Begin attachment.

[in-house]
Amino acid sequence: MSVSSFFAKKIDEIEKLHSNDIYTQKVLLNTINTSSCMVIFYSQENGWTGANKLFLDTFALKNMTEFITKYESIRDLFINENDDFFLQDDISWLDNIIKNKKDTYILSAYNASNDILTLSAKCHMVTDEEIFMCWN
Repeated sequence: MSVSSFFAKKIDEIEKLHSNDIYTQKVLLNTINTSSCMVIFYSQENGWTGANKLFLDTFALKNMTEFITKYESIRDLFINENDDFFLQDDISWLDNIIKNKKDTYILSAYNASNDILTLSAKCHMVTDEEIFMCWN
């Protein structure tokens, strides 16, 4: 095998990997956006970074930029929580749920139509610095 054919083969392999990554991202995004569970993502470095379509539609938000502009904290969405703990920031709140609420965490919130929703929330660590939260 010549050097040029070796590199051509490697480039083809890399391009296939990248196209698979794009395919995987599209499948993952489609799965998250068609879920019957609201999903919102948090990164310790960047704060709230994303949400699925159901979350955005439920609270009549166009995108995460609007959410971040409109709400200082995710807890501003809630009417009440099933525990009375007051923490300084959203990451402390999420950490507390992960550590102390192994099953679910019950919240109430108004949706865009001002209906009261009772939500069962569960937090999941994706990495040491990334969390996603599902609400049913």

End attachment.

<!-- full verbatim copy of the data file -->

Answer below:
[in-house]
Amino acid sequence: MSVSSFFAKKIDEIEKLHSNDIYTQKVLLNTINTSSCMVIFYSQENGWTGANKLFLDTFALKNMTEFITKYESIRDLFINENDDFFLQDDISWLDNIIKNKKDTYILSAYNASNDILTLSAKCHMVTDEEIFMCWN
Repeated sequence: MSVSSFFAKKIDEIEKLHSNDIYTQKVLLNTINTSSCMVIFYSQENGWTGANKLFLDTFALKNMTEFITKYESIRDLFINENDDFFLQDDISWLDNIIKNKKDTYILSAYNASNDILTLSAKCHMVTDEEIFMCWN
């Protein structure tokens, strides 16, 4: 095998990997956006970074930029929580749920139509610095 054919083969392999990554991202995004569970993502470095379509539609938000502009904290969405703990920031709140609420965490919130929703929330660590939260 010549050097040029070796590199051509490697480039083809890399391009296939990248196209698979794009395919995987599209499948993952489609799965998250068609879920019957609201999903919102948090990164310790960047704060709230994303949400699925159901979350955005439920609270009549166009995108995460609007959410971040409109709400200082995710807890501003809630009417009440099933525990009375007051923490300084959203990451402390999420950490507390992960550590102390192994099953679910019950919240109430108004949706865009001002209906009261009772939500069962569960937090999941994706990495040491990334969390996603599902609400049913």